Quacking from Rappahannock (our blog)

A Duck Roast With Currant Jelly Sauce

  Let’s get it out of the way right now: duck is fatty, and duck is delicious, a rich dark meat that is quite distinctive and … – surprise! – does not taste like chicken. I sometime roast a duck mainly to collect its fat […]

The Miraculous and Delicious Egg

  To the music of “These are a few of my favorite things” – and  with apologies to Maria! – let’s all sing together: Soufflés & Quiches, Omelets & Crepes Clafoutis, Flans, and Croque-Madames Waffles & Cremes, Meringue & Mousse Not to mention sunnyside up […]

Lard: make it at home. A pictorial guide.

Despite Thomas Jefferson’s efforts 200 years ago, olive trees don’t grow in Virginia. Erratic winter weather with nightly lows in the single digit temperatures followed by days at 70F — as well as hot muggy summers — don’t make happy olive trees. Anything below -10C (14F) will severely damage even a mature olive tree.

Don’t get me wrong, I love olive oil. And I used quite a bit of it along with avocado oil and nut oils. But in the last few years, I have been switching part of my cooking  fats to … lard, specifically home-rendered lard from locally pastured pigs. Here, in the Northern Virginia Piedmont, what other cooking fat is locally available to me? in such abundance? and so easy to make at home? (more…)

Honey For Sale!

The 2014 harvest is now available for purchase at R.H. Ballard in Washington, VA,  and through Heritage Hollow Farms Store in Sperryville.  We kept a few jars for direct sale, if you are local and interested. It’s a very small harvest as we are letting […]

On Blackberries (and Creme de Blackberry recipe)

Before I planted blackberries in the garden, I used to go forage for them. They grow all over the place, tenaciously clinging to their chosen spot and taking over the neighborhood: the clump expands rapidly and any cane that touches the ground roots to produce […]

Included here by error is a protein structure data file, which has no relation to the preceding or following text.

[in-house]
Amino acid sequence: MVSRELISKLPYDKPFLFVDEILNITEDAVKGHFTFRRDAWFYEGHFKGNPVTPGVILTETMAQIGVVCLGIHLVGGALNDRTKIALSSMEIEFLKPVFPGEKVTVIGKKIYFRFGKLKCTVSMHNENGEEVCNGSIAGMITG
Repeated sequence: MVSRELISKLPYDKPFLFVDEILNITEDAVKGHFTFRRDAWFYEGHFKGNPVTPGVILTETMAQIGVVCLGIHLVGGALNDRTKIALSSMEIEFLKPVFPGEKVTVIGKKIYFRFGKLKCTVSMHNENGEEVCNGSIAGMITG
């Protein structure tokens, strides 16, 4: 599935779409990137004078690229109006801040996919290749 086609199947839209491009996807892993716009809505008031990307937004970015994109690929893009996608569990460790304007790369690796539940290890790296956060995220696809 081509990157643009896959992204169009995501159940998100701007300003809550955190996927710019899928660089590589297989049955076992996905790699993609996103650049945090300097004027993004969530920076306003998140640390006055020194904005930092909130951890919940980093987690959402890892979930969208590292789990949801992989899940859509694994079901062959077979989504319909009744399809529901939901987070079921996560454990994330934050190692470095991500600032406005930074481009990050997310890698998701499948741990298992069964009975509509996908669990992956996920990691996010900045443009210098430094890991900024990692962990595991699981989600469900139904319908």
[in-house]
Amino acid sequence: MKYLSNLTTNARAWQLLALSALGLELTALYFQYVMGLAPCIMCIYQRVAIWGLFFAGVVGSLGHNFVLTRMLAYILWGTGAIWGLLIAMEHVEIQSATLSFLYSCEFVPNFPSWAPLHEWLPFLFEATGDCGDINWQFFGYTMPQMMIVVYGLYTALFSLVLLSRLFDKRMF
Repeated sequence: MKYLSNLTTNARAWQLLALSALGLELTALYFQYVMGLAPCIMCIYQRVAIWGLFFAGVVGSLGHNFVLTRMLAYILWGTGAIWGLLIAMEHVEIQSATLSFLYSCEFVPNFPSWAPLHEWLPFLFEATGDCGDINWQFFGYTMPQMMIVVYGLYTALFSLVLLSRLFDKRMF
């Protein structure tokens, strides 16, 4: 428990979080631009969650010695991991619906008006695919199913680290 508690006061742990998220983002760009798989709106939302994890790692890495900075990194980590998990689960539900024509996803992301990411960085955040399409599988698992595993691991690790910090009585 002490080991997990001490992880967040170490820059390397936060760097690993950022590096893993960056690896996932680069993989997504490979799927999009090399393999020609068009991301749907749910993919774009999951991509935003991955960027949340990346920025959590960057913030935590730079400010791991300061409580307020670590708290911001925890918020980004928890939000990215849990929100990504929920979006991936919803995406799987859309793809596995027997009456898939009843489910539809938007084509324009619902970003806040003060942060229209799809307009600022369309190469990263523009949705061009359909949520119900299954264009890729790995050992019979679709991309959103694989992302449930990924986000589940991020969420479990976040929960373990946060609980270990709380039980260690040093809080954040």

Foraging for Wild Summer Berries (and Shrub recipe)

Wineberries and a few wild blackberries
Wineberries – and a few wild blackberries

Who hasn’t plucked and munched on a handful of wild blackberries or huckleberries while hiking? Didn’t it feel like a tiny treasure hunt, the taste of wild berries sharper, more intense than their tamed counterparts?

Sure, foraging for berries takes time, but you didn’t lift a finger, did not drop a single bead of sweat  to propagate, nurture, plant, weed, fertilize nor water the little suckers! You only have to show up and pick.  Even with decent foraging skills,  a couple of hours of picking yields a harvest that may look slim.  After all, I can pick 5 times faster from tidy rows of ‘Apaho’, ‘Triple Crown’ or ‘Navajo’ – three widely planted thornless cultivars – than from a fiercely tangled thorny thicket of wild blackberries. (yes, I have measured!)… but of course the tidy rows have to be maintained, pruned, trellised, weeded, mowed…

Besides, there is nothing like picking wild berries on a warm scented summer morning: the sweetly clean fragrance of pink bouncing-bet, the sharp minty smell of trampled horsemint, the aroma of over ripe berries, the muskiness of rotting vegetation, the heady pervasive scent of flowering basswood humming with bees… it’s… wild! And some berries simply are not cultivated. So if you want them, you get to pick.

Most common berries fruiting in June or July for us include: (more…)

A Black Currant Streusel Cake With Black Currant Compote

So far, it’s been a good year for berries! A cold winter and abundant spring rains have given the plants what they want.  You will not hear me complain about the past winter nor about the rains (yet, at least…) I am actually harvesting red […]

Signs of Spring

  March 30:  black currant leaves just visible. April 2: 14F (14F!!!!!!) at night. Forecast called for 24. I did not cover my newly planted brassicas. A week later they show damage – the outer leaves show large whitish spots. April 3: spotted the first […]

Restarting The Kitchen Garden

I wish I could say that year-round gardening is the way of life here. But it has not been true for the last couple of years when several things have – ahem! – come in the way of winter gardening. So it’s spring, and I am planting!

lower garden 3.23 039
Lower Garden on March 23, 2014

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Postcard from the Winter Kitchen

Simple comforting lunch on this gray day: tomato soup (with canned tomato from last summer), buttermilk biscuits, grits & manchego souffle, roasted Hatch pepper & tomatillo salsa (peppers & tomatillo from last summer)